Conyers woman’s rare disease, upbeat spirit made her memorable patient

Doctors say Mandy Young of Conyers is one of a kind.

In 2004, the now 39-year-old became the first person in the world to be diagnosed with an inherited autoimmune disease known as IRAK-4 deficiency.

For more than 20 years, Mandy and her family went from doctor to doctor, hoping to at least have a name to put to the mysterious illness that upended her life in early childhood. The illness that landed her in the hospital more than 100 times. And the one that forced doctors to amputate her left leg and hip two weeks before her ninth birthday.

Through it all, this woman with the never-met-a-stranger attitude has kept positive and kept persevering.

“Mandy is this incredible example of someone who is phenomenally brave who came to the National Institutes of Health and said: ‘I have a problem',” said John I. Gallin, an NIH internist, researcher, and administrator who spearheaded the efforts that ultimately cracked Mandy’s case.

Mandy was born a healthy nine pounds. But at nine months old, she began having life-threatening infections, including the first of three cases of spinal meningitis. Those led to or were followed by a paralyzing stroke, seizures, strep throat that turned into scarlet fever, and so many other conditions that she considered the hospital her second home.

Nine times, Mandy’s parents were told that their daughter was at death’s door and that their final goodbyes should be said.

“Nobody could figure out why I was getting all these infections,” Mandy recalls.

All doctors knew was that her white blood cell count was low and that unlike most people, she did not show the typical, early-warning signs of infection – fever, redness, or swelling.

The search for answers took Mandy to Houston, Texas, where she was examined by the doctors who treated the late David Phillip Vetter, sometimes referred to as “the Bubble Boy.” Vetter had an inherited disease that dramatically weakened his immune system and lived in a sterile environment that resembled a giant bubble.

Still no help.

Finally, after Mandy lost her leg and hip in 1990 to a rare double infection of gas gangrene and clostridia septicemia, her mother in desperation turned to the National Institutes of Health in Bethesda, Maryland. There, Gallin said he promised Mandy: “We’ll work with you as long as it takes to figure out what you have, and then we’ll help take care of you.”

For the next 14 years, Mandy said she felt like a human lab rat.

“I went through testing that probably no living thing should have to go through,” she said. “But it’s something I do not regret a day of or would change because, honestly, it’s the best place on earth.”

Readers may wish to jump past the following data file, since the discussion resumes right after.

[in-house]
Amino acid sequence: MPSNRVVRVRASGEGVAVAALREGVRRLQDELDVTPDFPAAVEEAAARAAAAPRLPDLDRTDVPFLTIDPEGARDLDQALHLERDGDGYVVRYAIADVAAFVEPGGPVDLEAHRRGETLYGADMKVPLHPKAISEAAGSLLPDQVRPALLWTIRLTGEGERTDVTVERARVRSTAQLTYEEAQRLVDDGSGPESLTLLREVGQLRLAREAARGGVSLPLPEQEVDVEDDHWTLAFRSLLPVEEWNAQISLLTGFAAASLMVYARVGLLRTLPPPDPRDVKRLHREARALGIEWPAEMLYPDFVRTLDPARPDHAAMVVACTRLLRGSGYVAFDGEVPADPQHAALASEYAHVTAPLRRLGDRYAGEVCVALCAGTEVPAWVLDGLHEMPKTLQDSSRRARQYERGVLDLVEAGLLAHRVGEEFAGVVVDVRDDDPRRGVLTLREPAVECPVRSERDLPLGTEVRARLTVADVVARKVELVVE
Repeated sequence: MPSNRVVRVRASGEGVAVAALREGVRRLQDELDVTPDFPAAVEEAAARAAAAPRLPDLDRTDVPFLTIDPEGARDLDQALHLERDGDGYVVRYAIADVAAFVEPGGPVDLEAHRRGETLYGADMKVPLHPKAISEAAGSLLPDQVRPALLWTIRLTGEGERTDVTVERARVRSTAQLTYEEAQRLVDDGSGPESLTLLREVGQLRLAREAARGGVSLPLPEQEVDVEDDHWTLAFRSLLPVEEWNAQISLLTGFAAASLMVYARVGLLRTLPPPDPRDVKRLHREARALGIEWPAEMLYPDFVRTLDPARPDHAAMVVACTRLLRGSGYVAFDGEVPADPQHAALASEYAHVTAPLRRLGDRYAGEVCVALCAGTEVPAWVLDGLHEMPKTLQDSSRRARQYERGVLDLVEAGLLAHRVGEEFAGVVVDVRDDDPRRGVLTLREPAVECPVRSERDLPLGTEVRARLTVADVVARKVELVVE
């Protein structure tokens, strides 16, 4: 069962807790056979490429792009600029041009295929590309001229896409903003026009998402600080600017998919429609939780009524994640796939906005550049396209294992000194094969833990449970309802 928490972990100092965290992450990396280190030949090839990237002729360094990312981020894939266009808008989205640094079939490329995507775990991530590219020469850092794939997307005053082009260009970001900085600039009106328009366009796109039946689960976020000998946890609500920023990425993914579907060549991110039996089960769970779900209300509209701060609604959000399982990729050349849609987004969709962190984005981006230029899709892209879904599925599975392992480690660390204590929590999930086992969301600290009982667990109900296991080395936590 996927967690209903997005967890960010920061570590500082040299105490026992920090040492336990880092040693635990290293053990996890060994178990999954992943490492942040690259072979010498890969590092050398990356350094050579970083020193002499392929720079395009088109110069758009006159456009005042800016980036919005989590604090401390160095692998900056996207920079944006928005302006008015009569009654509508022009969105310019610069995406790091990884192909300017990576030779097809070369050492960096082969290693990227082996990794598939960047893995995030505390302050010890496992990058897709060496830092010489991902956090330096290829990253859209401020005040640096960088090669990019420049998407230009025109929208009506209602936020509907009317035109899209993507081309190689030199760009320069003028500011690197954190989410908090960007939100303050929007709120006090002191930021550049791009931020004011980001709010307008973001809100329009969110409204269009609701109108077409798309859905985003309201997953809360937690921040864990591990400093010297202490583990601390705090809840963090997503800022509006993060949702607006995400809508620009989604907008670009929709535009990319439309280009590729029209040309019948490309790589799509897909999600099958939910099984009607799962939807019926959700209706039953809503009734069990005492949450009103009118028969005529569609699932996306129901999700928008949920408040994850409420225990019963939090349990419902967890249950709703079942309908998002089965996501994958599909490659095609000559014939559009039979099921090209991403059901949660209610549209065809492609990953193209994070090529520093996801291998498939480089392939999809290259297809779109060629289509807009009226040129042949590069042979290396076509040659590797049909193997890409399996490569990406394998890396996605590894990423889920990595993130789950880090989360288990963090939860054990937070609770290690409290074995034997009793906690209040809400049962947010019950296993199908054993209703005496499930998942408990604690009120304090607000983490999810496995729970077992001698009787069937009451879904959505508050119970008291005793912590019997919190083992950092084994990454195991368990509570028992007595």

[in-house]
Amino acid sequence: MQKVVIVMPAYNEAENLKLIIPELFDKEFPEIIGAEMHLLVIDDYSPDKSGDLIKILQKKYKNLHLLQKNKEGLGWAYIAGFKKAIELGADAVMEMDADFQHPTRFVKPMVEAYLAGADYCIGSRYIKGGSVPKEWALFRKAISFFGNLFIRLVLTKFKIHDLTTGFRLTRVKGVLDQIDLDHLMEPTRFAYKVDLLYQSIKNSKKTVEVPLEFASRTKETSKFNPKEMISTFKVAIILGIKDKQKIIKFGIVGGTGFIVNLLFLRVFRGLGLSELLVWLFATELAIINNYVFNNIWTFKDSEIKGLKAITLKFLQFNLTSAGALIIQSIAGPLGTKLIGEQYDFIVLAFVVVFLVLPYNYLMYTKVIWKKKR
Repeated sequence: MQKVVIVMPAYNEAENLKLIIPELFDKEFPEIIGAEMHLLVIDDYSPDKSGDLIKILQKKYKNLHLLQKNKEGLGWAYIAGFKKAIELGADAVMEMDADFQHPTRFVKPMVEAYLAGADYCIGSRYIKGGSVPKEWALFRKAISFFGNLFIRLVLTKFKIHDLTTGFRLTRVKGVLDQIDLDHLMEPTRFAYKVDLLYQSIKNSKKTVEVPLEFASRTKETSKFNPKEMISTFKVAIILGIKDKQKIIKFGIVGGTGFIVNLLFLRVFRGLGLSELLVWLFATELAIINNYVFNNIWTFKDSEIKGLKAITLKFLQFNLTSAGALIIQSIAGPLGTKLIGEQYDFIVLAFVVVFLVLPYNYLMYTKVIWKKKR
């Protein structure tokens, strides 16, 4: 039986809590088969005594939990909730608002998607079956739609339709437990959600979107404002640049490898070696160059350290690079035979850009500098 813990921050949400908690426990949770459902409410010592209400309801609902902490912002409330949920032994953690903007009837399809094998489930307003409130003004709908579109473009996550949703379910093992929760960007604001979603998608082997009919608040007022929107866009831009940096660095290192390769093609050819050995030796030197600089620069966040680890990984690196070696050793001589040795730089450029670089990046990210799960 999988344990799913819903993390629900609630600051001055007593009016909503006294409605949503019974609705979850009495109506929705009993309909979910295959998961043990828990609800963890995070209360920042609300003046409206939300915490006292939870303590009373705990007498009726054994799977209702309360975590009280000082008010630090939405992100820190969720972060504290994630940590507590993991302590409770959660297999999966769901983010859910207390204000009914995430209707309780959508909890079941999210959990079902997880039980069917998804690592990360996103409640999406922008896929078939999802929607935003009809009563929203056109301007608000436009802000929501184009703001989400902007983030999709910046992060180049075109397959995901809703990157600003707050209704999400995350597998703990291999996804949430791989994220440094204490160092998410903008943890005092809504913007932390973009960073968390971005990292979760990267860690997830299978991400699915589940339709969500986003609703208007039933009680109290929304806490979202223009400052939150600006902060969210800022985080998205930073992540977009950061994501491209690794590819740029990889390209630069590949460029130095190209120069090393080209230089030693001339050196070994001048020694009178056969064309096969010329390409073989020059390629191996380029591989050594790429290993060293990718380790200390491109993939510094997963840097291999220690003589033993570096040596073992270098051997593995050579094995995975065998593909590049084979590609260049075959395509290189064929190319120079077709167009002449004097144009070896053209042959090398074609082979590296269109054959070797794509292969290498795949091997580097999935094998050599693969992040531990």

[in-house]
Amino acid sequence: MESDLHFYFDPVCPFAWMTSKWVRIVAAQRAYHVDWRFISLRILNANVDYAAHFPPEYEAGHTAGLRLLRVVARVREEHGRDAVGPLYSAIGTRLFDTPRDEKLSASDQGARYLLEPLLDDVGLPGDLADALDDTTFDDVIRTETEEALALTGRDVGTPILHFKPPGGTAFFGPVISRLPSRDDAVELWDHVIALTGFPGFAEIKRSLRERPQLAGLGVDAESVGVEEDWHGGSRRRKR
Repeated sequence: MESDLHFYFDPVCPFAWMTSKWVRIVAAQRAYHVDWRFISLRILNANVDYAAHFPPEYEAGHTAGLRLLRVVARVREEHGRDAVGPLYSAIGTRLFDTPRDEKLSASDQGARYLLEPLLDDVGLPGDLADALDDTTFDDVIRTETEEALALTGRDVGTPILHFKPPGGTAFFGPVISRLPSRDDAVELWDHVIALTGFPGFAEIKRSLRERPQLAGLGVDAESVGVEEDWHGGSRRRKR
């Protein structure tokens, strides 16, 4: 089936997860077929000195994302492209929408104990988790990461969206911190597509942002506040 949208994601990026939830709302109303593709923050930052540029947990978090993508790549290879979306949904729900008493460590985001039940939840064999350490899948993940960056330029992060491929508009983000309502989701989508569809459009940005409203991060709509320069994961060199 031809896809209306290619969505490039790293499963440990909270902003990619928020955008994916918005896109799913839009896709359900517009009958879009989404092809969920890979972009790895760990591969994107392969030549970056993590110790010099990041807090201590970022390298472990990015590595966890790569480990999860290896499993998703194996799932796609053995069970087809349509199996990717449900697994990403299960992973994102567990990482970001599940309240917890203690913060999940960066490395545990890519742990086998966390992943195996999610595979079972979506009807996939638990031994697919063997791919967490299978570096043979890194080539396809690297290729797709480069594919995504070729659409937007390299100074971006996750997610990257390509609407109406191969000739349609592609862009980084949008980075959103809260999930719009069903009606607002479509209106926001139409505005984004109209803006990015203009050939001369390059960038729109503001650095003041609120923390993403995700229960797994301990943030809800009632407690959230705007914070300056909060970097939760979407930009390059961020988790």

Credit: Phil Skinner

Credit: Phil Skinner

When the breakthrough came in 2004 and Mandy finally learned the name of her disease, “we called a homerun,” Gallin said.

Although he has discovered four or five other new diseases during his career, “this is one that excited the whole community of scientists and physicians.”

The reason: they saw it as a potential pathway for new drugs that might help quiet down inflammation in patients who are exactly the opposite of Mandy. Those people have too much inflammation with common diseases, such as arthritis and lupus, Gallin said.

And the best part for Mandy – and 48 others worldwide who have since been diagnosed with IRAK-4 (protein) deficiency – is there is evidence that those life-threatening infections become less severe and less frequent with age, said Christa Zerbe, director of clinical patient services for the Laboratory of Clinical Immunology and Microbiology at the NIH and Mandy’s primary care doctor since 2012.

Other parts of the immune system appear to be overriding the protein-deficient part that, in childhood, failed to trigger those early warnings of infection, Zerbe said.

That has been the case for Mandy, although she was hospitalized for six days on oxygen earlier this year for treatment of COVID-19. She also has some mobility issues related to walking on crutches, rather than with a prosthesis, her doctors said.

“Being in the room with her, I can’t describe her exuberance,” Zerbe said. “It’s spectacular.”

Mandy has become a champion for research and education on rare diseases and a motivational speaker, mostly in the faith-based arena. She is in her 19th year with RE/MAX Agents Realty in Conyers, where she devotes time to the office’s charitable endeavors, including helping children’s hospitals.

Mandy leans on the Bible for inspiration, specifically Jeremiah 29:11: “For I know the plans I have for you, declares the Lord, plans to prosper you and not to harm you, plans to give you hope and a future.”

She said God has made clear that he wants her to share her story of hope.

“There are rainbows in every trial,” Mandy said. “I always try to focus on the rainbows.”


The promise: John I. Gallin, internist, chief scientific officer, and associate director for clinical research at the National Institutes of Health, met Mandy in 1990 and told her: “We’ll work with you as long as it takes to figure out what you have and then we’ll help take care of you.”

The dream: Since childhood, Mandy has wanted to be able to put a name to the disease that made her so sick for so many years and led to the amputation of her left leg and hip just before her ninth birthday. In May 2004, she received the diagnosis. She has a rare disease called IRAK-4 deficiency that affects the immune system. One of the worst things about it is the patient does not have typical warning signs, such as fever, until an infection is in an advanced stage.

The stats: Mandy was the first person to be diagnosed with IRAK-4 deficiency. Now, the medical community has identified 48 other people with the disease, worldwide.

Her thoughts: “There are rainbows in every trial. I focus on the rainbows.”